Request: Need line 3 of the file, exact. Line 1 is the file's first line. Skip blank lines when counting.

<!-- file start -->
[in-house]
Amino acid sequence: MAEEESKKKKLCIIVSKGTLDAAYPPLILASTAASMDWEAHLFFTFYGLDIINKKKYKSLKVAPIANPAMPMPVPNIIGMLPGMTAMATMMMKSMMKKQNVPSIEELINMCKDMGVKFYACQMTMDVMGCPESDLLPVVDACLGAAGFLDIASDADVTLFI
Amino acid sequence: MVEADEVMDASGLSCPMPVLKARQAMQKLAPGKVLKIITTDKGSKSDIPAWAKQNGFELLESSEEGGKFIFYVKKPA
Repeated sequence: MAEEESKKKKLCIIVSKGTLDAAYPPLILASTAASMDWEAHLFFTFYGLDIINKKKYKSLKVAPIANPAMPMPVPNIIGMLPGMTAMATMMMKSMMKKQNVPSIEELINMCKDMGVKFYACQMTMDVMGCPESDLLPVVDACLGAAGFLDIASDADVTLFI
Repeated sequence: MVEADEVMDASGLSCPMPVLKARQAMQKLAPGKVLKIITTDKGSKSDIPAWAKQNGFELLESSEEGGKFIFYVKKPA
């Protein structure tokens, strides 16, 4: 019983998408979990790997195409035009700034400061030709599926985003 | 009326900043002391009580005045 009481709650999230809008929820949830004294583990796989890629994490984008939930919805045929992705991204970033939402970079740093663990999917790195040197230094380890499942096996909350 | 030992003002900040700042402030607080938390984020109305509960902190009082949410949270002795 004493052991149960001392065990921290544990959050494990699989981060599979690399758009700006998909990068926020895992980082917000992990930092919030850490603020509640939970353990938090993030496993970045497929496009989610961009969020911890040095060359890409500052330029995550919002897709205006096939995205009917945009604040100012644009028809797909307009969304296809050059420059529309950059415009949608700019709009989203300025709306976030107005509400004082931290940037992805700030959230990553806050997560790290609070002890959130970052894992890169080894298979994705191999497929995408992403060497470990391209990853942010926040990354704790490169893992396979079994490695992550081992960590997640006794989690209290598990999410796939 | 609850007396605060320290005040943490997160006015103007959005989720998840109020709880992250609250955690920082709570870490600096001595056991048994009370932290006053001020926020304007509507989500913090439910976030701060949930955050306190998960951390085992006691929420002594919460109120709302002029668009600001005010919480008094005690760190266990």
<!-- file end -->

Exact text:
Amino acid sequence: MVEADEVMDASGLSCPMPVLKARQAMQKLAPGKVLKIITTDKGSKSDIPAWAKQNGFELLESSEEGGKFIFYVKKPA